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Cafdog
09-13-2011, 02:47 PM
While I'm not quite as old as Yoda, I'm feeling it today. I was working with DD on grammar, and had a very embarrassing moment. She asked me to re-explain what a predicate was, and darned if I could remember! I had to confess, then run upstairs to my computer...and look it up!

It has been such a long time since my own school days. This HS journey is really reminding me how much I've forgotten in the ensuing years. Sigh.

Either it's a sign of age, or I really am missing all of those brain cells I squandered over the years. Just say no, kids.

Shoe
09-13-2011, 02:52 PM
While I'm not quite as old as Yoda, I'm feeling it today. I was working with DD on grammar, and had a very embarrassing moment. She asked me to re-explain what a predicate was, and darned if I could remember! I had to confess, then run upstairs to my computer...and look it up!

It has been such a long time since my own school days. This HS journey is really reminding me how much I've forgotten in the ensuing years. Sigh.

Either it's a sign of age, or I really am missing all of those brain cells I squandered over the years. Just say no, kids.

This is a regular occurrence for me. I guess it's good that I consider myself a facilitator for my kids' learning, rather than trying to impart my own knowledge to them.

belacqua
09-13-2011, 03:06 PM
Oh, sympathy much, I give.

When the kid was younger, I could get away with a teacherly bluff. "Why don't we look that up together? Where do you think we should look?"

Now, I just have to admit my ignorance. Very humbling.

And now I have Schoolhouse Rock in my head. Mr. Morton is the subject of the sentence, and what the predicate says, he does. I shall seek my revenge, Cafdog! :)

PBB
09-13-2011, 03:34 PM
Thankfully, our grammar curriculum is very scripted!

Pefa
09-13-2011, 03:39 PM
And now I have Schoolhouse Rock in my head. Mr. Morton is the subject of the sentence, and what the predicate says, he does. I shall seek my revenge, Cafdog! :)

Thanks a lot now I do too.

I have no problem admitting the depths of my ignorance. I just say "I don't know. How are you going to find out?" and go from there. I do wish metric conversions would stick a bit better but c'est la vie.

hockeymom
09-13-2011, 03:39 PM
This is a regular occurrence for me. I guess it's good that I consider myself a facilitator for my kids' learning, rather than trying to impart my own knowledge to them.

This. Totally.

:)

Greenmother
09-13-2011, 03:46 PM
I bought some English Grammar books, the ones used by editors. Really just a glorified cheat sheet with two covers made of chipboard. :)
It's not just you.

Cafdog
09-13-2011, 04:38 PM
I bought some English Grammar books, the ones used by editors. Really just a glorified cheat sheet with two covers made of chipboard. :)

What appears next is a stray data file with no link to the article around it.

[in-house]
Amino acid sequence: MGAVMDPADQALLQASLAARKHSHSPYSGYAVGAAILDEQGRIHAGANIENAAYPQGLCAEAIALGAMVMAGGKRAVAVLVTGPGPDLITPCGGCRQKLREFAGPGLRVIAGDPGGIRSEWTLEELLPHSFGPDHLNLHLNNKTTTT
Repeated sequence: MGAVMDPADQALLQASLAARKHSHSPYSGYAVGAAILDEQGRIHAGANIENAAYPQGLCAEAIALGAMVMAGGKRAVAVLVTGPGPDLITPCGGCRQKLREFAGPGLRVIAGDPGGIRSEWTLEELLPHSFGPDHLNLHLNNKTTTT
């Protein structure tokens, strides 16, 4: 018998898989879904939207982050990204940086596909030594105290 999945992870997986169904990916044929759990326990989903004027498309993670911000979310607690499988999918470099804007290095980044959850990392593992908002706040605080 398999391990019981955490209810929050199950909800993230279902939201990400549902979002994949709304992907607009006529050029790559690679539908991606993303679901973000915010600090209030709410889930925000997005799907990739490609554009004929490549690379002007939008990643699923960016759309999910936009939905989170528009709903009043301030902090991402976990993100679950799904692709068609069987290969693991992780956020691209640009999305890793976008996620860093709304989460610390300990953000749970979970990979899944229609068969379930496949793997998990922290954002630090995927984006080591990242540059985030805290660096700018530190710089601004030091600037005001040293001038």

It's not just you.

OOOH. Titles, Plz. I could really use a quick and handy reference like that!

And apologies to all of you who are cursing my name and singing "Conjunction, Junction". My bad. If it makes you feel any better, I just moved SchoolHouse Rock to the top of my Netflix queue. Looks like I need it again! So much of what I learned in life came from SchoolHouse Rock.

Funny side story. When I was a freshman in college, I was taking my first exam in Political Science 101. I swear half the class was singing "I'm Just a Bill" quietly to themselves through the whole test! LOL

Cafdog
09-13-2011, 04:47 PM
This is a regular occurrence for me. I guess it's good that I consider myself a facilitator for my kids' learning, rather than trying to impart my own knowledge to them.

Very good point. Accepting that I am not the source of all knowledge is not only a humbling reminder to myself - but also the way to let my DD make her own discoveries. I'm such a goal-orientated, check-things-off-the-list type that I struggle with the "journey" sometimes, and rush her and I through life. This is an excellent reminder that I have far, far to go in my personal development in this area! :)

Lak001
09-13-2011, 08:46 PM
Having done all my schooling and college in India, I must say my grammar is not solid. I have a grammar book that I refer to when I'm teaching my dd. Most of it I have to learn first before I teach her anything in it. But I'm glad I got this opportunity to improve my grammar, which I would never have bothered if not for HSing. Another great lesson learnt from why you need to homeschool your kids :)

Edited: pardon my ignorance pls. What is Schoolhouse Rock?

dbmamaz
09-13-2011, 09:09 PM
Lak, look up school house rock on youtube. it was a series of educational musical cartoons which played in between saturday morning cartoons when we were kids.

I love telling my older son to 'go look it up'! My younger will lose interest too quickly for that, but the older one is getting good w google!

Shoe
09-13-2011, 09:11 PM
Edited: pardon my ignorance pls. What is Schoolhouse Rock?I was wondering the same thing.

EDIT:


Lak, look up school house rock on youtube. it was a series of educational musical cartoons which played in between saturday morning cartoons when we were kids.

I love telling my older son to 'go look it up'! My younger will lose interest too quickly for that, but the older one is getting good w google!
I guess that answers my question.

lakshmi
09-14-2011, 01:58 AM
SEriously, shoe, no schoolhouse rock? Where was your TV in 1979?

http://www.youtube.com/watch?v=mkO87mkgcNo